Disposing of plastic
I'm writing this with a bit of a heavy heart. I've written, spoken about and trained people on combating the developing argument that all plastic = bad resources. It doesn't!
But for those of you who are wanting to get rid of your plastic in UK settings for right or wrong reasons, this post is for you.
Plastic can take thousands of years to decompose (if it ever does) and much of the plastic we use in the Early Years is thick hardened plastic (I can't find figures on this type of plastic decompostation rate but I suspect it will outlive our race). We have a rise in plastics found in the oceans with an increasing amount being found in the fish we eat, the air we breath and even inside our digestive systems.
As a positive response to this some settings are choosing to no longer buy plastic or products containing some elements of plastic. This is a wonderful choice for the environment and one which I do applaud. Plastic has its place and uses but not in the quantities which we have seen in the past.
What I cannot condone is the rise of settings who are 'dumping' plastic to replace it with wooden or metal objects. By this I mean they see the amount of plastic in their settings as problematic and replacing it with objects perceived to be better. Now I do talk (AT LENGTH) at times about how this argument of plastic Vs Natural/Wood & Metal is absurd, but the main purpose of this post is to demonstrate to you is what to do with this plastic rather than just 'dumping it.'
Our first step is (hopefully) an obvious one to you, Reuse! This could mean donating your item to any of the charity shops in your area, to a needy family from your school or setting or finding one of the many many food banks* we now have in the UK and find out if they are accepting toy donations (many do but some are already overflowing!). If you item is in good condition then most people would be more than happy to give a toy a new home. It is important to explain to the recipient that you are trying to encourage re-use so when they have finished they should consider 'paying it forward' rather than dumping it in the rubbish bin.
*link opens to the Trussell group foodbanks, other food banks are operating in the UK.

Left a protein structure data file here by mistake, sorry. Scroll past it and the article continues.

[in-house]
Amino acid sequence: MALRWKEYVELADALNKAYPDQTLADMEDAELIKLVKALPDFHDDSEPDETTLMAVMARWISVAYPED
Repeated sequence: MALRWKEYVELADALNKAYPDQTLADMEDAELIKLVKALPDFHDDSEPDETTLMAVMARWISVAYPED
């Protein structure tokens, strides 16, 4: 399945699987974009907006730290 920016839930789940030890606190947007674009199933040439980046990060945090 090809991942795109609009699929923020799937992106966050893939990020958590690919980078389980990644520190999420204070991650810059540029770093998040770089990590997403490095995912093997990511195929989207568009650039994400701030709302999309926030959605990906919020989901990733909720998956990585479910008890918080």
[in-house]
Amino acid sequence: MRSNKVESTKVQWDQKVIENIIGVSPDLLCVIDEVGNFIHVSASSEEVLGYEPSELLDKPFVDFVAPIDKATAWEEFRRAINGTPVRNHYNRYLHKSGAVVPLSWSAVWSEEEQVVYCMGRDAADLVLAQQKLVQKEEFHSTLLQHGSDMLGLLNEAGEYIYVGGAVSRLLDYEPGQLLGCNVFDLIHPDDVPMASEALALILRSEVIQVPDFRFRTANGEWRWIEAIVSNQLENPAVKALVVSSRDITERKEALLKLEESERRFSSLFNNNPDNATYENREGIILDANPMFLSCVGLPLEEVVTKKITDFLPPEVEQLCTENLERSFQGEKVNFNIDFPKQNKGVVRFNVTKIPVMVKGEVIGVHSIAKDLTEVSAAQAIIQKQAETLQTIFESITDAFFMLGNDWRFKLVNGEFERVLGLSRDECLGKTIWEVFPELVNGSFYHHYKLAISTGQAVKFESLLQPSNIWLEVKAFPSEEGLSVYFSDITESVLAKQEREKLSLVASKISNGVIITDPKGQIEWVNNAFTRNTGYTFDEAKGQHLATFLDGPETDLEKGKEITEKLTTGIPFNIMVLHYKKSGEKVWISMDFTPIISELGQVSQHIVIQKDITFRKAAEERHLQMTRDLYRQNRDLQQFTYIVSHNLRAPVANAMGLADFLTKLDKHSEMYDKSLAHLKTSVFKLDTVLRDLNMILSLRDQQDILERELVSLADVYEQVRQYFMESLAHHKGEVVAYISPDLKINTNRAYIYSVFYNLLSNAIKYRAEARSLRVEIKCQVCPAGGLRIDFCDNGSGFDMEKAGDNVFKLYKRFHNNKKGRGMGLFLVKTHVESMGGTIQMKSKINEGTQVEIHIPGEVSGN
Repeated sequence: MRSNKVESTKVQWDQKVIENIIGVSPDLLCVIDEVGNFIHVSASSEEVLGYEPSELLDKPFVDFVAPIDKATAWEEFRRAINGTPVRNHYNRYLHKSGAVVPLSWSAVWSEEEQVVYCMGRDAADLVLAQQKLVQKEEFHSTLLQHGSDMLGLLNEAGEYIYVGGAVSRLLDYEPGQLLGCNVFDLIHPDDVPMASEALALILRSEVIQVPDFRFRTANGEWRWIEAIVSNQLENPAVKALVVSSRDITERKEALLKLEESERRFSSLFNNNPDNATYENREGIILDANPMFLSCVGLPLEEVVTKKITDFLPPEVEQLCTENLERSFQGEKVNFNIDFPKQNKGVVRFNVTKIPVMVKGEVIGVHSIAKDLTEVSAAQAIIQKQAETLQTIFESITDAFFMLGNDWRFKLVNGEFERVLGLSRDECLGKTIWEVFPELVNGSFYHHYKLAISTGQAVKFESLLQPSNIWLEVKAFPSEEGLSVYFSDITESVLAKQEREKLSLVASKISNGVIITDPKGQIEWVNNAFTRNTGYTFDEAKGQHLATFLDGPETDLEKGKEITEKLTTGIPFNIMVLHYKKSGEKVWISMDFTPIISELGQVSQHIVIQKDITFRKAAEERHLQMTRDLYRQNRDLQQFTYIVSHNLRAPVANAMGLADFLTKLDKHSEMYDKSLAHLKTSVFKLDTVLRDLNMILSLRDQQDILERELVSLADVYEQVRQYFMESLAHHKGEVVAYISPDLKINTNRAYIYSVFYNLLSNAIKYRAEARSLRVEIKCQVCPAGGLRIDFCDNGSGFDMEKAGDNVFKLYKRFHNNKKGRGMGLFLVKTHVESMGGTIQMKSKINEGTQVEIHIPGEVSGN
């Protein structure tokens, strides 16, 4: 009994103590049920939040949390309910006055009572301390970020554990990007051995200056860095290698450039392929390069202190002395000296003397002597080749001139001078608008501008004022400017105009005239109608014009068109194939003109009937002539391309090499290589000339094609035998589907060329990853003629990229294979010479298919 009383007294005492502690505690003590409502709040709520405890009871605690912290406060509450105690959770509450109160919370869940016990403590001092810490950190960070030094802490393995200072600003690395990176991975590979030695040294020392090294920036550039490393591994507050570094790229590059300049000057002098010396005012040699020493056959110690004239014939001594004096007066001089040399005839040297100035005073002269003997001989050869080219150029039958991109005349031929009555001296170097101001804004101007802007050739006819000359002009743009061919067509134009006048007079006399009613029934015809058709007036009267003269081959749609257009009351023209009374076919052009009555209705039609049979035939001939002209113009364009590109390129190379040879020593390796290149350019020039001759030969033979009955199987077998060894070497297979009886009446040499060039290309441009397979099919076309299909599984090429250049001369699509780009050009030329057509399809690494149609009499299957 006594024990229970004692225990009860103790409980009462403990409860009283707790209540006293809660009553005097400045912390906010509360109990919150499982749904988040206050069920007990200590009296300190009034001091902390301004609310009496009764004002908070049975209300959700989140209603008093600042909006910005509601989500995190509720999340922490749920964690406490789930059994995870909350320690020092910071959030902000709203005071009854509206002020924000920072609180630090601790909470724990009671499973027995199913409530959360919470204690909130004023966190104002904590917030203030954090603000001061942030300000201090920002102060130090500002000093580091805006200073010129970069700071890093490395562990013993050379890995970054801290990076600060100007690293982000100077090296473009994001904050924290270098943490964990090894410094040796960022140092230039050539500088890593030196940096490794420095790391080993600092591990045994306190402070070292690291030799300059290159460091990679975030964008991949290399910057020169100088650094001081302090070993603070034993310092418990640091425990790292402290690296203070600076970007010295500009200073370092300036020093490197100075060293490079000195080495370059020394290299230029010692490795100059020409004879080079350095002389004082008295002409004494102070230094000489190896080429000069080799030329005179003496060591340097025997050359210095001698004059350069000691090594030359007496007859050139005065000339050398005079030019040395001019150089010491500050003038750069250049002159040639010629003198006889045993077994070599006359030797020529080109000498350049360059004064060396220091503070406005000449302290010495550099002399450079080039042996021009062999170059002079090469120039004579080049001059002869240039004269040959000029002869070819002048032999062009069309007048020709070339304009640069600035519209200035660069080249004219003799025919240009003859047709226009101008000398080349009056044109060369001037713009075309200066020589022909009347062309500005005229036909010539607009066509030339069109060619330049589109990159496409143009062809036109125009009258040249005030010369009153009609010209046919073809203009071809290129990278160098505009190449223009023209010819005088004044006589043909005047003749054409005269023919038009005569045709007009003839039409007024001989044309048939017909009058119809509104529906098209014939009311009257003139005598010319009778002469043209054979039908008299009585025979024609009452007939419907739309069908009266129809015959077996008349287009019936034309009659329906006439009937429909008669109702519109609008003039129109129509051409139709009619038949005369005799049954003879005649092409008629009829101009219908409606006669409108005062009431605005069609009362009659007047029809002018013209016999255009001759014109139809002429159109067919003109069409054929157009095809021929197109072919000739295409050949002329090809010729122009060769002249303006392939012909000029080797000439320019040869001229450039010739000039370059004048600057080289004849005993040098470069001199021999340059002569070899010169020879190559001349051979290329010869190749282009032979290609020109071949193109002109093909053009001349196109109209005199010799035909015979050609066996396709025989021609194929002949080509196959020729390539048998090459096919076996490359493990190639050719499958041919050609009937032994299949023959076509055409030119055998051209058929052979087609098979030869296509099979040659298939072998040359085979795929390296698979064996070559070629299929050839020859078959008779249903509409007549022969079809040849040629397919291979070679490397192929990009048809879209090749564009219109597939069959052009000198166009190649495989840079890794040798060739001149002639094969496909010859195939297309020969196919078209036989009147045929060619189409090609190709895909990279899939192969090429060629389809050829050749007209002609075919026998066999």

Recycling is very hit and miss considering there are 7 different types of 'everyday plastics' and most councils recycle only some of these plastics (if any). Our toys are generally made from hard plastic which can be made from mixed plastic types as well as not acceptable by most recycling services. Where toys are already made from recycled plastics they cannot be then recycled into new plastic items (without adding virgin plastic or turning them into clothing.) Where toys can be separated into individual plastics do consider sorting them for your local recycling centre to dispose of appropriately. This isn't an ideal solution but far better than ending up in landfill!
The next step is ideal for those settings who are looking to get rid of large amounts of good quality plastic (and need funds to replace those toys) - sell! I make a joke on my training that if you're getting rid of your compare bears, send them to me! I can eBay them. It may be a joke but compare bears, like other toys, are always in demand and cost a lot of money. EBay, Amazon, Facebook market place or even just Instagram, twitter or Snapchat are good places to sell your goods. For eBay and Amazon, you're selling as a more professional selling but doing so to a much wider group of people. You'll most likely to responsible for shipping so it's worth double checking this is cost effective. Facebook marketplace is an ideal place to sell items for a low amount of even trade (or give away!) items. I use marketplace a lot to find unusual items. It's a place that many practitioners and parents use so any educational resource tends to sell very well. Equally there are many Buy/sell/swap groups for your local community on Facebook.
I haven't personally used but some people use Instagram, Twitter or Snapchat to sell resources. This only works if you have an active following of educators or parents who would buy from you otherwise your resources will get no attention.
Consider giving to The Toy Project - this organisation takes referrals (much like a food bank) and delivers toys to those who are in need.
Set up a local 'Toy library.' - If you find that you have a significant amount of unwanted resources you can bundle these in bags and provide access to any local family to come and borrow a toy for free. Teaming up with local settings, schools, health providers etc will mean that you become a hub that people will be sent to.
Upcycle - some of the toys you'd like to remove from your setting find a better life as being part of something bigger. I've started a board here on pinterest which I'll be updated as and when I find new ideas. This isn't a new field but sadly there aren't as many creative ideas as I would like. You can harness the creativity of those in your setting to create far better ideas;)